The UW Burke-Gilman detour changes again next week

detour map 2.2.2015Anyone who bikes through UW campus regularly is familiar with changing Burke-Gilman Trail detours. So you probably won’t be surprised to learn that it’s changing again.

Just remember, it’s gonna be pretty awesome when the Montlake Triangle project is complete and the bike/walk bridge from Husky Stadium opens. The Montlake Triangle project is scheduled for completion in fall 2015. UW Station is scheduled to begin operation in early 2016.

Details on the detour change from UW: Continue reading

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Parks Board wants more MTB and walking trails in Cheasty

The current pilot trail proposal.

The current pilot trail proposal.

Developing plans to create new walking and mountain bike trails in the overgrown Cheasty Greenspace between Rainier Vista and Beacon Hill has run into a problem: The proposed plan may not include enough trails to meet the project’s goals.

That’s the essence of a recent letter (PDF) from the largely advisory Board of Parks Commissioners to members of the City Council and the Mayor asking for more guidance on the scope of the controversial pilot project approved over the summer. The pilot is designed to see whether building trails for walking and mountain biking through undeveloped green spaces could be a sustainable way to increase access to natural spaces, defend urban forests from destructive invasive species, provide safe routes to school and improve public safety.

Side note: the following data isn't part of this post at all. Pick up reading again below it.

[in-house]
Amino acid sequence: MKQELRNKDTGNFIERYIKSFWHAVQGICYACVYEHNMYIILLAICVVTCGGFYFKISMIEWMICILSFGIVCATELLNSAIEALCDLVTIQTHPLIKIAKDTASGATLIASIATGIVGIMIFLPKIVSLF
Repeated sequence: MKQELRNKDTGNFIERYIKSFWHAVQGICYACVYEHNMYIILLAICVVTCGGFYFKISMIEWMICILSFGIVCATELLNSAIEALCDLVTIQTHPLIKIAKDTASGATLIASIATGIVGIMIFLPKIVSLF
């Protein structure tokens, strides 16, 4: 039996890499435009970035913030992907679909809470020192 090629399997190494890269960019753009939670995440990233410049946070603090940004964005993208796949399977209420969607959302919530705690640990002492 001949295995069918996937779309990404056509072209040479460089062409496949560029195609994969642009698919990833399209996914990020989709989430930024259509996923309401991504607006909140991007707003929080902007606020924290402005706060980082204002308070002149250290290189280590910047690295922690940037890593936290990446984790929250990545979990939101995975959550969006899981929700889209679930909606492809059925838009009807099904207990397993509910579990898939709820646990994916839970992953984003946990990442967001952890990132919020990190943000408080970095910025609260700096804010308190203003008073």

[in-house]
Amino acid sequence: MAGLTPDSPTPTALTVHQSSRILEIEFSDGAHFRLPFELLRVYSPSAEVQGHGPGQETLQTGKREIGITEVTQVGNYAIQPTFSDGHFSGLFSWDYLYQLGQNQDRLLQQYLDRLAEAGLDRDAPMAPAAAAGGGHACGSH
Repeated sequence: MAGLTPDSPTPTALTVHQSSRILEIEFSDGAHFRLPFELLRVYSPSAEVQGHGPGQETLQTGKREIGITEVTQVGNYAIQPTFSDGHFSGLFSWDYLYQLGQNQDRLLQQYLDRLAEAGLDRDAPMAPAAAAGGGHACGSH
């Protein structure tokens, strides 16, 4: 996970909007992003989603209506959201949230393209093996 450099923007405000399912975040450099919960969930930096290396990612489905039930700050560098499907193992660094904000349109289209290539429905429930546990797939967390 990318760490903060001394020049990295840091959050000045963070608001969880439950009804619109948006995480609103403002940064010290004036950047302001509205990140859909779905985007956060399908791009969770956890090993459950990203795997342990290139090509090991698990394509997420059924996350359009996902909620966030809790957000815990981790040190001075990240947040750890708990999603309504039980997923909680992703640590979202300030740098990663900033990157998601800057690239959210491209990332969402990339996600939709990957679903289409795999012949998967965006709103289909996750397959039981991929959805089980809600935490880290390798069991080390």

That’s a lot of goals to accomplish with just a few trails, but the extremely active and engaged supporters and volunteers powering the project are determined to make it happen, including Eagle Scout candidate Chiem “Oou” Saeteurn as shown in this video: Continue reading

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State Senate Transportation Chair wants to toll people biking across 520 Bridge. Yes, really.

Sen. King. Screenshot from King 5 (click to watch)

Sen. King. Screenshot from King 5 (click to watch)

Usually when people throw out ideas this bad, we just ignore them. But this one comes from the Washington State Senate’s Transportation Committee Chair, so I guess we need to respond.

No, tolling people biking on the new 520 Bridge is not in any way a good idea.

It’s true, Senator Curtis King (R-Yakima) told King 5 that he wants to toll people biking across the still-underfunded 520 Bridge to “help us pay for it.” Sigh…

In a rational world, there are two good reasons to toll a bridge or road:

  1. To help pay for repairs or replacement.
  2. To reduce traffic congestion.

Tolling people on bikes would accomplish neither.

But, since this idea clearly comes from some other realm with no relation to reason, let’s break down some of King’s concerns. Continue reading

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Cascade Bicycle Club may drop endorsements and direct election advocacy

Kiker speaks at the opening of Cascade's new office